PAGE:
I agree in restricting the scope of #[sealed] to standardizing : Sealed behavior and providing better compiler error support by understanding the pattern more directly. But actual "impl visibility" syntax is a different beast with different implications.


  1. Fully sufficient if you're willing to introduce extra traits to capture the visibility splits; it's possible to construct use cases which want the higher control given by per-member visibility. ↩︎

  2. This is less common and I'd argue inadvisable, since it's possible that a way to implement a function without naming the type could be introduced in the future, either by accepting trait method argument type as a defining use position for TAIT, or some other form of allowing type inference of "use what it says in the trait." This also fits well imho with overconstraining impls; there's no inherent reason why I shouldn't be able to implement a trait function more generally by e.g. taking impl Sized, other than this allowing me to define a method being used to seal the trait via Voldemort argument. ↩︎

1 Like

As in, have the impl restriction imply non-public trait items? That seems quite subtle. I want non-public trait items too, but to me the most reasonable way forward is to do it in an edition (changing the default to private).

This is the same situation that led to #[non_exhaustive] — people don't like doing that. It requires an additional method for no purpose other than restricting the ability to implement the trait. It also makes it easy to accidentally unseal a trait if you make the last private method public without adding another private method.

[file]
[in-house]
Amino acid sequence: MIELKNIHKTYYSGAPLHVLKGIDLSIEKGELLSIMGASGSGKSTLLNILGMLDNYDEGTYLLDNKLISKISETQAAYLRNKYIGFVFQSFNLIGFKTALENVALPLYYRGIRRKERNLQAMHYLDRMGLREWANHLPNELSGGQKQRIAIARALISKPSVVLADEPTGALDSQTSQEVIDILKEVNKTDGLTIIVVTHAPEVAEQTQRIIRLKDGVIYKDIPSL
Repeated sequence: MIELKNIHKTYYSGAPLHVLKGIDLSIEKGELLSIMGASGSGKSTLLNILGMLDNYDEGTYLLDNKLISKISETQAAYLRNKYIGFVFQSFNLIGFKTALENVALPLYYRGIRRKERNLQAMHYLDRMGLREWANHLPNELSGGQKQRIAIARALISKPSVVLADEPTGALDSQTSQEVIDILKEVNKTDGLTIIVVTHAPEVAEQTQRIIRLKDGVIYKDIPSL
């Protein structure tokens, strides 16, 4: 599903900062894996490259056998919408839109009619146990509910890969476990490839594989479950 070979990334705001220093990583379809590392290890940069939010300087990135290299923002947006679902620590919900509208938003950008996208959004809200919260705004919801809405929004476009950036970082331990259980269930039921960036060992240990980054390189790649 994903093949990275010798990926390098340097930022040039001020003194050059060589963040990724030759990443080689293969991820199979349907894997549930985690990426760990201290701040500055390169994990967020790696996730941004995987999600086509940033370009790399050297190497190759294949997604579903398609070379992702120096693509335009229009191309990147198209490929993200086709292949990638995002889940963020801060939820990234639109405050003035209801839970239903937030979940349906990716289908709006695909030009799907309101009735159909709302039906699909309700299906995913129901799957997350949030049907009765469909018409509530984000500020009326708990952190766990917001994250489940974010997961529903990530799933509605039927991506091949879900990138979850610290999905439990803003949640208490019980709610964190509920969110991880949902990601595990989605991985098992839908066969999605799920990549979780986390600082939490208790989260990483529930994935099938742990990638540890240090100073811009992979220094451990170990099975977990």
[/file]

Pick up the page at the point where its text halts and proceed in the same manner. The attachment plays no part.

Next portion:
My observation here is that impl-visibility requires member-visibility. So not quite

but rather that trait members are always non-public, but that providing impl access also implies providing pub access to the members.

I.e. like not writing pub on items defaults to pub(in mod), not writing impl defaults to impl(in extern), and not writing pub on members defaults to pub(in impl) (and that doesn't mean protected, that means public to modules with impl visibility).

The overwhelming majority case for traits is to have the members visible to the world for implementing, and not just because that's the only currently supported option. #[doc(hidden)] is quite functional as a for-internal-use-only marker. std has stability. Everyone has access to pub-in-priv sealing. And yet most traits do want the pub-in-impl-scope behavior.

It becomes less problematically subtle if you reframe from a restriction to a visibility scope. It's just that pub trait means pub(in extern, impl in extern) because that's by far the most common configuration.

Thus why I'm not saying to implement sealing that way, just that an unnamable required member is the simplest way to model a trait being sealed.

(Actually, can #[sealed] be spelled #[non_exhaustive]?)

2 Likes

I completed a speculative implementation of pub impl(crate) trait Foo {} syntax. It's on my fork of rust-lang/rust if you'd like to check it out. Trait item visibility is definitely not required. Keep in mind it's the trait definition that has the restriction, not the trait implementation or trait items.

This was proposed and discussed earlier in this thread.

(Don't have the bandwidth to play with a custom rustc fork atm)

Are you allowing

mod a {
    pub impl(crate) trait Spam {
        pub(mod) fn spam();
    }
}
mod b {
    struct S;
    impl crate::Spam for S {
        fn spam(); // allowed
    }
    fn test() {
        S::spam(); //~ ERROR: not visible
    }
}

If so, this is specifically what I'm arguing against. Implementing a trait requires[1] visibility of all non-defaulted trait items.